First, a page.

My good friend Russ Maas used to tell me, “when the velvet comes off, the brains go in.”
What Russ is talking about is the dramatic change in big buck behavior that occurs after the velvet is shed . This is not a subtle or gradual shift in behavior, but an instantaneous and dramatic shift. This change in behavior literally takes place overnight, like the flipping of a switch.
Throughout July and August the bucks have been coming out into the crop fields like clockwork. Sometime around the first week of September we’ll notice the first shreds of velvet coming off the larger buck’s antlers. Within a day or two, buck we’ve been watching all summer seems to vanish into thin air.
The fact is, the bucks are still there, but will now become very secretive until the rut is in full swing. A lot of hunters call this the “Transition Period”. It is the time of the year when testosterone levels in the buck begin to rise and they try to establish a pecking order. Adolescent bucks begin to challenge the older deer, much in the same way that adolescent human males challenge old men. Big bucks are wary and timid by nature and generally give the younger bucks some space, preferring to save their energy for the rutting season. The bucks are becoming more nocturnal, more solitary, and sometimes move off to different food sources altogether. The comradery and friendship of the bachelor group has vanished, not the deer.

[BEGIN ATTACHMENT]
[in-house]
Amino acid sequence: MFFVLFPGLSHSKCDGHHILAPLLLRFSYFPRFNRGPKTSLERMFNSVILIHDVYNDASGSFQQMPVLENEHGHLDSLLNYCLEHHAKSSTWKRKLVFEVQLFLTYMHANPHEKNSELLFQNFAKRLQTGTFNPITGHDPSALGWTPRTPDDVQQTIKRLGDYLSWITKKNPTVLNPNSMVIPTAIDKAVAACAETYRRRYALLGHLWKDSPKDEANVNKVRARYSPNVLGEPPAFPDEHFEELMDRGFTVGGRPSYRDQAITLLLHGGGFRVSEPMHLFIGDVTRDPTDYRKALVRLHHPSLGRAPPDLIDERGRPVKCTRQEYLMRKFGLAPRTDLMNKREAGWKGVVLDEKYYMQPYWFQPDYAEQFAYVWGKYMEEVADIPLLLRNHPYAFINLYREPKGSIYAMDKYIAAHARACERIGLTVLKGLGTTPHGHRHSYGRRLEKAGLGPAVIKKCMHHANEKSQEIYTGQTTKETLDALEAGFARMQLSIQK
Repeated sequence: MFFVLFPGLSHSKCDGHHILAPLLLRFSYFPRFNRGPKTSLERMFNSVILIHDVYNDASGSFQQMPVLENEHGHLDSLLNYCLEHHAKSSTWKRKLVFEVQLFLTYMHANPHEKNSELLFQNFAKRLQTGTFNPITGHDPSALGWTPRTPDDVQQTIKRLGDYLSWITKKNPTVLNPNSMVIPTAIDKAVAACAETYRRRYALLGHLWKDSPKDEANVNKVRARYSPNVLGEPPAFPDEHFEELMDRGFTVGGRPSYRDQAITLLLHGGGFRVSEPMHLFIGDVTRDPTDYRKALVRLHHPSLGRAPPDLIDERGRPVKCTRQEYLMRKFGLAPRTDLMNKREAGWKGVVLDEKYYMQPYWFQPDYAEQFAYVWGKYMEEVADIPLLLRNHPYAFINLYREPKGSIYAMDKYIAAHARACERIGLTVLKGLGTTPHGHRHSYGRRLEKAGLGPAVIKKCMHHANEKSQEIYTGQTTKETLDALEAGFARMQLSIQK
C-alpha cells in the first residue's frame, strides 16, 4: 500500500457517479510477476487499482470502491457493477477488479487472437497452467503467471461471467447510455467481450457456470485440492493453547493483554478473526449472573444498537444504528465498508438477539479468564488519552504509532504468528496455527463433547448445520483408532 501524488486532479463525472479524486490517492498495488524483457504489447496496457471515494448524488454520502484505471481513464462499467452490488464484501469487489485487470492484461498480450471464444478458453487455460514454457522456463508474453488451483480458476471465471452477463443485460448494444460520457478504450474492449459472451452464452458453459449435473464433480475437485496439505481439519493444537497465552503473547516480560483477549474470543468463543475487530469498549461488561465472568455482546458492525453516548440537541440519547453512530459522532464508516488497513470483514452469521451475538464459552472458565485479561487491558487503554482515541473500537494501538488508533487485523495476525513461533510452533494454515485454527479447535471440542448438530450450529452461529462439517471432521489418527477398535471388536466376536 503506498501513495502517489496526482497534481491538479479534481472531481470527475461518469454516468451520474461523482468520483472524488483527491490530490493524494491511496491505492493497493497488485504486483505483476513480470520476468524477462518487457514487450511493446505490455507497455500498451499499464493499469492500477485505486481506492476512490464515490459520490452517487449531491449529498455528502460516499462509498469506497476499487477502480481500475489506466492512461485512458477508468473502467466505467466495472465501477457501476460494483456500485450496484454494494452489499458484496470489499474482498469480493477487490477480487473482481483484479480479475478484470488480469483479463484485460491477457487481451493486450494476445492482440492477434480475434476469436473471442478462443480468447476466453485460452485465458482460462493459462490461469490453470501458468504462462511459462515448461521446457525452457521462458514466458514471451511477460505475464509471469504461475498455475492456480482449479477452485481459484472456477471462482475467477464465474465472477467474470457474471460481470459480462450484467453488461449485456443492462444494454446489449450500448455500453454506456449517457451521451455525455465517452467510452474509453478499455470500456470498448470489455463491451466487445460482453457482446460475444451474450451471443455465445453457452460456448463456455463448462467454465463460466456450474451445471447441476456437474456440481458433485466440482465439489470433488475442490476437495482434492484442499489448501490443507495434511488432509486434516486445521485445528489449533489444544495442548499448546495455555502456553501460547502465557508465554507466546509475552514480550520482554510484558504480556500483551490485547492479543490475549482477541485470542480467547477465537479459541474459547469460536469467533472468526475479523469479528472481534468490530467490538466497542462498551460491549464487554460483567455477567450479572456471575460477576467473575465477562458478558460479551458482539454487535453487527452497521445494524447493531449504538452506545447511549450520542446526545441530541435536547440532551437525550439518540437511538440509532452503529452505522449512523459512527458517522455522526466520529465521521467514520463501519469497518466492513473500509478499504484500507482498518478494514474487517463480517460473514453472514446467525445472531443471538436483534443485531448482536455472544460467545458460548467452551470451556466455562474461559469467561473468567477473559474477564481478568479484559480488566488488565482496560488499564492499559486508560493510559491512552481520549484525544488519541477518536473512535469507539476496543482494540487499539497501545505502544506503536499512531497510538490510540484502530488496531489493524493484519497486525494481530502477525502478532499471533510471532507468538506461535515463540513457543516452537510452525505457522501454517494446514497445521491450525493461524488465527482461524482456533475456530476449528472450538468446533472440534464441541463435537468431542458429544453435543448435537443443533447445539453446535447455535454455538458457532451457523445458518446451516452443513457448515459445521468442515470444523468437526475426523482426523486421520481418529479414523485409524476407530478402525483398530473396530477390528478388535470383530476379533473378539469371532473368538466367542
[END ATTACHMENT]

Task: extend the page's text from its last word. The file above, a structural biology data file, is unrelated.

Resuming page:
For those of you who have been patterning a big buck with the hopes of arrowing him in the coming archery season, the race is on. If you don’t stick him before the velvet comes off you will more than likely have to re-patterned him. Sitting on the edge of a crop field after the velvet comes off is hit and miss at best. Remember you’re only going to get one, maybe two shots at it before shift happens.
Good Luck and Good Hunting,
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